• Abstract: Publication date: 15 March 2019Source: Engineering Structures, Volume 183Author(s): Mohammadreza Eslami, Hisashi Namba, Venkatesh Kodur, Mustafa Mahamid, Mohamed Ali Morovat This paper discusses out-of-plane deformations in a HSS (Hollow Structural Section) column connected to a composite beam. Width-to-thickness ratio of HSS column is an important parameter in the flexural deformation capacity of the connection. Beam web connection moment transfer efficiency in HSS column connection is poor and significantly less effective when compared to a connection with W-shape columns. This condition is more severe in the case of composite beam connected to thin walled HSS columns having large width-to-thickness ratio. In this research, the force flow pattern and ultimate flexural capacity of web connection are evaluated by considering main parameters affecting the out-of-plane deformations namely: width-to-thickness ratio of HSS column, height-to-thickness ratio of beam web, yield strength ratios of beam and column, height-to-width ratio of connection, slab strength, stud layout and geometry of weld access hole. Results from the analysis are utilized to illustrate the location of neutral axis and structural condition of web connection in different width-to-thickness ratios and different concrete slab strengths. Also, equations for evaluation of ultimate flexural capacity of web connection are derived; interaction curves of Moment-Axial force acting at the web are drawn. It was found that in the HSS column with large width-to-thickness ratio of 29, axial force subjected to the web connection results in significant reduction of web flexural capacity. Experimental tests showed that plastic rotation capacity of composite beam decreased to almost half of the capacity of bare steel beam. In order to improve seismic behavior, a gap was provided between concrete slab and column face. However, experimental tests revealed that the application of a gap between concrete slab and column face solely did not improve the rotation capacity. The Finite element study showed that despite the existence of a gap, headed studs contribute to the composite action and modification of stud layout is needed. Investigation about the contribution of studs located on the loaded beam and transverse beam has been conducted. Recommendations for seismic application of composite beam connected to HSS column with large width-to-thickness ratio have been presented.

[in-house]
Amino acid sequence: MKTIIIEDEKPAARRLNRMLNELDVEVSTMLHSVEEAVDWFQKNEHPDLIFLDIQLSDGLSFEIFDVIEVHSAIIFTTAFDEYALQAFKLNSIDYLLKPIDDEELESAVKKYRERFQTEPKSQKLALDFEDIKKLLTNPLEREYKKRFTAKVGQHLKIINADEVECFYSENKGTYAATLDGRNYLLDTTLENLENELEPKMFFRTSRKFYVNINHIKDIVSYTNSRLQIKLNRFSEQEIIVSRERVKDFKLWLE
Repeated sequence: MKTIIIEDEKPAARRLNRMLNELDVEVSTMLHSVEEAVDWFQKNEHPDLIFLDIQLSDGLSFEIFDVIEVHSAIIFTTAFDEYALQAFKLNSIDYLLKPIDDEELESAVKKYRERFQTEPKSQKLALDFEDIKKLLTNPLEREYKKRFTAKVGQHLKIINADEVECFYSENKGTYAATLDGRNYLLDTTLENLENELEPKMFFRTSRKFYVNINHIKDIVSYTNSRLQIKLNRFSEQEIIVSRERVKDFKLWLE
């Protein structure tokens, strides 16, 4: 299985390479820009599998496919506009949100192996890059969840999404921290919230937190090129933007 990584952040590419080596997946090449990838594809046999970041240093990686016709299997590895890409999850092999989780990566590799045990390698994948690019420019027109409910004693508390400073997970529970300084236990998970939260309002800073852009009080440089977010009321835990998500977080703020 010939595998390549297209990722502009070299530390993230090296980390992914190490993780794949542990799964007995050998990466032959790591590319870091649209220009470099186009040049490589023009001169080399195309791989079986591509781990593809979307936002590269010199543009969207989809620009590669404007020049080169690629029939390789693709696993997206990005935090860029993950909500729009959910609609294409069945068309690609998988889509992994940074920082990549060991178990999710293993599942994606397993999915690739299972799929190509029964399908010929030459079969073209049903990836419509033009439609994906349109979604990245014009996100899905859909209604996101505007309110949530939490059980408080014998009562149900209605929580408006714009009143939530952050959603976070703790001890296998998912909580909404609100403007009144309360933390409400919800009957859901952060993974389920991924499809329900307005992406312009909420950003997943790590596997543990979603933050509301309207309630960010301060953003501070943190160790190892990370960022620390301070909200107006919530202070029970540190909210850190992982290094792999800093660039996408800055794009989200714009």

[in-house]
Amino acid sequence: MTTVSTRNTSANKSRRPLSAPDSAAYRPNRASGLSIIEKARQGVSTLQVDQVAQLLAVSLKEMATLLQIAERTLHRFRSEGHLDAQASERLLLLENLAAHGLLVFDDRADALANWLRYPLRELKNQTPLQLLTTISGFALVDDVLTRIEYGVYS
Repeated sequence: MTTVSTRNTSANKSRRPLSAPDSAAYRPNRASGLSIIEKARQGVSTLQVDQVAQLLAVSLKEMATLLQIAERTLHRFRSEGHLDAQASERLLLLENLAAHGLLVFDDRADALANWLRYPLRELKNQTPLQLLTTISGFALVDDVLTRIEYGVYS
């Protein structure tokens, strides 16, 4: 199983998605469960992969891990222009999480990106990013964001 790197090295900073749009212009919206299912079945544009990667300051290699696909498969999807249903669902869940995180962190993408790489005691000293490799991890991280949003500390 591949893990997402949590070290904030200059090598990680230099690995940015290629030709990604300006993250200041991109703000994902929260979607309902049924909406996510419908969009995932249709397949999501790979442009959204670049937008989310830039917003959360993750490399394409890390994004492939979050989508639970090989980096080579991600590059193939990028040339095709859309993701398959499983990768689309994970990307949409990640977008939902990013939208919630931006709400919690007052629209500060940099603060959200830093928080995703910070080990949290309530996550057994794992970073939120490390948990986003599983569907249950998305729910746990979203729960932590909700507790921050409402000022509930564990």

• Experimental seismic behavior of a two-story CLT platform building
    • Abstract: Publication date: 15 March 2019Source: Engineering Structures, Volume 183Author(s): John W. van de Lindt, Jace Furley, M. Omar Amini, Shiling Pei, Gabriele Tamagnone, Andre R. Barbosa, Doug Rammer, Philip Line, Massimo Fragiacomo, Marjan Popovski Cross-laminated timber (CLT) manufacturing and construction has been steadily growing since its inception in Europe in the 1990s. In the US, the growth of the CLT adoption is inhibited by the lack of codified design provisions for CLT in high seismic regions. This led to a multi-year study conducted by Colorado State University to investigate suitable seismic design parameters of CLT shear wall systems. This paper presents the results from a series of shake-table tests featuring a full-scale two-story mass-timber building utilizing CLT Seismic Force Resisting Systems (SFRS). The building was designed using an R- factor equal to 4.0 under the equivalent lateral force procedure specifications of the ASCE 7-16 Standard. The test program included three phases with different wall configurations, reflecting different wall panel aspect ratios and the existence of transverse CLT walls. Test results indicate that the code-level life safety objective was achieved in all test configurations. The addition of transverse walls did not affect the ability of the panels to rock, and improved the performance of the building structural system.